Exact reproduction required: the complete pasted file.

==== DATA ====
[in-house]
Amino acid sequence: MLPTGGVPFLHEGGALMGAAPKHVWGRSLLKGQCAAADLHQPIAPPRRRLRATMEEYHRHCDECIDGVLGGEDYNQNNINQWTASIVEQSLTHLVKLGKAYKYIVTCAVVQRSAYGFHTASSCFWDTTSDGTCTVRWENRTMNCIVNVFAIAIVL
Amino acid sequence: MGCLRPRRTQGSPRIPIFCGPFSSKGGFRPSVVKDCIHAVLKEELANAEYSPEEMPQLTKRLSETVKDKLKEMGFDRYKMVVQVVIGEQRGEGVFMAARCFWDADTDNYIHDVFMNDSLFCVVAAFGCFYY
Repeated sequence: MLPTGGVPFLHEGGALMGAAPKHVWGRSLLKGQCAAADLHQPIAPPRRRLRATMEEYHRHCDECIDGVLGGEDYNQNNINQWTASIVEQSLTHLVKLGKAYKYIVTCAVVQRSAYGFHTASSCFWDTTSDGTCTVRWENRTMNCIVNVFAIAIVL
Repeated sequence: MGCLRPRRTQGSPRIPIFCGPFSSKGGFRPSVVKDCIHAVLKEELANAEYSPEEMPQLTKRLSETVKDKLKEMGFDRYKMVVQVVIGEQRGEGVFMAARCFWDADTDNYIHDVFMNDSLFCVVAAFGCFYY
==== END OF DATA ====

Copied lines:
[in-house]
Amino acid sequence: MLPTGGVPFLHEGGALMGAAPKHVWGRSLLKGQCAAADLHQPIAPPRRRLRATMEEYHRHCDECIDGVLGGEDYNQNNINQWTASIVEQSLTHLVKLGKAYKYIVTCAVVQRSAYGFHTASSCFWDTTSDGTCTVRWENRTMNCIVNVFAIAIVL
Amino acid sequence: MGCLRPRRTQGSPRIPIFCGPFSSKGGFRPSVVKDCIHAVLKEELANAEYSPEEMPQLTKRLSETVKDKLKEMGFDRYKMVVQVVIGEQRGEGVFMAARCFWDADTDNYIHDVFMNDSLFCVVAAFGCFYY
Repeated sequence: MLPTGGVPFLHEGGALMGAAPKHVWGRSLLKGQCAAADLHQPIAPPRRRLRATMEEYHRHCDECIDGVLGGEDYNQNNINQWTASIVEQSLTHLVKLGKAYKYIVTCAVVQRSAYGFHTASSCFWDTTSDGTCTVRWENRTMNCIVNVFAIAIVL
Repeated sequence: MGCLRPRRTQGSPRIPIFCGPFSSKGGFRPSVVKDCIHAVLKEELANAEYSPEEMPQLTKRLSETVKDKLKEMGFDRYKMVVQVVIGEQRGEGVFMAARCFWDADTDNYIHDVFMNDSLFCVVAAFGCFYY